As with all things, if you don't try, you won't know if it will work or not.
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Old 11-13-12, 09:04 AM   #8
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While I'm sure it'd still get brittle and fall off, I wonder if someone could make an actual honest to God tire chain out of zip ties and size it to their tire by tightening them as needed. Would at least pass the rim brake test.
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Old 11-13-12, 09:35 AM   #9
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Skipped the second paragraph?
Skipped, no. Missed pertinent details, yes.
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Old 11-13-12, 10:00 AM   #10
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You should try again as you don't know if one of your collegue didn't just took them off after your parked the bike.
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Old 11-13-12, 10:48 AM   #11
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I tried to put roofing nails in my MTB tire to use as studs, but the tire went flat when I hammered in the first nail.
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Old 11-13-12, 11:04 AM   #12
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I really don't think they broke in the cold. I think they wore through on the pavement. I have many zip ties on my bike, some in positions where they flex a bit, and have ridden in temps well below zero and have never had one break due to cold. They either get abraded through or they are broken by too much force.

I'd be surprised if they lasted more than a mile or two, especially if you used the brakes.
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Old 11-13-12, 12:37 PM   #13
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I have to agree with ItsJustMe. They probably broke from the stress of contacting the ground.

Now for the really pertinent details, what color were the zip ties? Next time, try a different color.
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Old 11-13-12, 08:20 PM   #14
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Quote:
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... what happens if you puncture, if the zip ties have survived, it adds another thing to remove before getting the tire off...
You are absolutely correct and that was a concern of mine, but I thought there was no way I'd make it on just the studded tires I have. Besides, my car doesn't have the proper tires for these condtions, so I figure I'm safer on the bike.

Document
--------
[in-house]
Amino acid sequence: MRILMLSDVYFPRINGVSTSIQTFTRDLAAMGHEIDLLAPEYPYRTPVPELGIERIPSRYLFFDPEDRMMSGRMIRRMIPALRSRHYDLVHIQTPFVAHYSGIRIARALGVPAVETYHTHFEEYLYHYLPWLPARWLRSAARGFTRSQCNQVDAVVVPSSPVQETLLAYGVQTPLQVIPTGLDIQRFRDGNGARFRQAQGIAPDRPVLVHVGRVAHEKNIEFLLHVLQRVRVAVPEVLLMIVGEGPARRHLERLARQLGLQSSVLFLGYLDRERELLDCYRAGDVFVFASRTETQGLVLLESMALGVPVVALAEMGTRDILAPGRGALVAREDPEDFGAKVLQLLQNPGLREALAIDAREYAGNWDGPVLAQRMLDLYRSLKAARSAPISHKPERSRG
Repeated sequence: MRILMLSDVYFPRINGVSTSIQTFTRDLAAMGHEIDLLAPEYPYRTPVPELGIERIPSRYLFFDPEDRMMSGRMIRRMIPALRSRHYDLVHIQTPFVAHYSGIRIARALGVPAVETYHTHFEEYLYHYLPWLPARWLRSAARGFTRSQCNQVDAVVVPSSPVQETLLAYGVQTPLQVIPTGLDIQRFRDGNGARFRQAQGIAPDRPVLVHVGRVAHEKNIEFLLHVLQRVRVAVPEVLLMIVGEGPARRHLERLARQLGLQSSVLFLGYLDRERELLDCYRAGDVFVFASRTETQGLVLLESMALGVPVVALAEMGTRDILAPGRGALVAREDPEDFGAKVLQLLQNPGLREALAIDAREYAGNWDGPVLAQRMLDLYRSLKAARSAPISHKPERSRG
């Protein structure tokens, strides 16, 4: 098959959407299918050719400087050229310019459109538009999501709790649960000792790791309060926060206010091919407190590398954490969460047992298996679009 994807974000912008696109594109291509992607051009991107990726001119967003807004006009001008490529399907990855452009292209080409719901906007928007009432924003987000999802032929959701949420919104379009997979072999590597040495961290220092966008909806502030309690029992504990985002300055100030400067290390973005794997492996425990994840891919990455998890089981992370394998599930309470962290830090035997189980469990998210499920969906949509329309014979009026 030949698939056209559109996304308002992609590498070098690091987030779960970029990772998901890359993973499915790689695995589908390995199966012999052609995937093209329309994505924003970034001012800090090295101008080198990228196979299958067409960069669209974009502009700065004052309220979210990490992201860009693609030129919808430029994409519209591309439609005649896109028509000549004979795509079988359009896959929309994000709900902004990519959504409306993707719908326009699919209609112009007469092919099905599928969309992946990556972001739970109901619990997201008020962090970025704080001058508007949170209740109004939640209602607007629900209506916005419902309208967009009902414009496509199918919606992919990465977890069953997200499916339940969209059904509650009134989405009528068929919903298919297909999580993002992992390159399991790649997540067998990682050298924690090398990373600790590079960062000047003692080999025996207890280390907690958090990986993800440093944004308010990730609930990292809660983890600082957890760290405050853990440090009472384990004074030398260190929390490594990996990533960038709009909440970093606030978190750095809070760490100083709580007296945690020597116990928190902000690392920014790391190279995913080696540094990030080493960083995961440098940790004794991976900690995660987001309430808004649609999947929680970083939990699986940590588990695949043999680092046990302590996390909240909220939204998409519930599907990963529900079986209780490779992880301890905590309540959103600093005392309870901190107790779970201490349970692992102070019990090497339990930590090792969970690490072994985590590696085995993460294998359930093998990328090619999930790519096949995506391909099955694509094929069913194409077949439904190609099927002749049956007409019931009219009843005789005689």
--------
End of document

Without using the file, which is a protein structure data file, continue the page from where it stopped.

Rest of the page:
Quote:
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...Maybe next time double or triple up the ties, spaced 3'' apart?
I don't plan on trying it again. Unless you are suggesting that more zip ties would provide some kind of heard warmth, I think they'd all fail in the cold. I'd just lose more zip ties.

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You should try again as you don't know if one of your collegue didn't just took them off after your parked the bike.
Ha Ha. Now I'm wondering... maybe I did in fact get to work with all the zip ties... where were you when I was upstairs working?

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I tried to put roofing nails in my MTB tire to use as studs, but the tire went flat when I hammered in the first nail.
I had a similar experience with roofing nails when I tried to make a pair of tap dancing shoes.

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I really don't think they broke in the cold. I think they wore through on the pavement. I'd be surprised if they lasted more than a mile or two, especially if you used the brakes.
You might be right, that they didn't break due to cold. But I've had bad luck with plastic in the cold before. Either way, at the end of the ride they were all gone, so I think zip ties just don't work.

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Now for the really pertinent details, what color were the zip ties? Next time, try a different color.
They were black. Can you suggest a better color?
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Old 11-13-12, 08:37 PM   #15